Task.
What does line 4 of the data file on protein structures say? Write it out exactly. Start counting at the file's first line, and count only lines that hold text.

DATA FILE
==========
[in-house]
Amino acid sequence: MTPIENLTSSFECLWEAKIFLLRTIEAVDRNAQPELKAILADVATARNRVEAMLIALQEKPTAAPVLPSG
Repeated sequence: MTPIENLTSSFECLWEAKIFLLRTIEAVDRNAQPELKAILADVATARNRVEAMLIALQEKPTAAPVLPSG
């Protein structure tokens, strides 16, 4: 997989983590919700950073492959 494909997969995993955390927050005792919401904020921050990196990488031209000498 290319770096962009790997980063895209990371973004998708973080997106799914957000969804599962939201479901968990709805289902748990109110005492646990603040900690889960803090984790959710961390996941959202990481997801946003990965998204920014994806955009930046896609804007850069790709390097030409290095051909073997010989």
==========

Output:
């Protein structure tokens, strides 16, 4: 997989983590919700950073492959 494909997969995993955390927050005792919401904020921050990196990488031209000498 290319770096962009790997980063895209990371973004998708973080997106799914957000969804599962939201479901968990709805289902748990109110005492646990603040900690889960803090984790959710961390996941959202990481997801946003990965998204920014994806955009930046896609804007850069790709390097030409290095051909073997010989």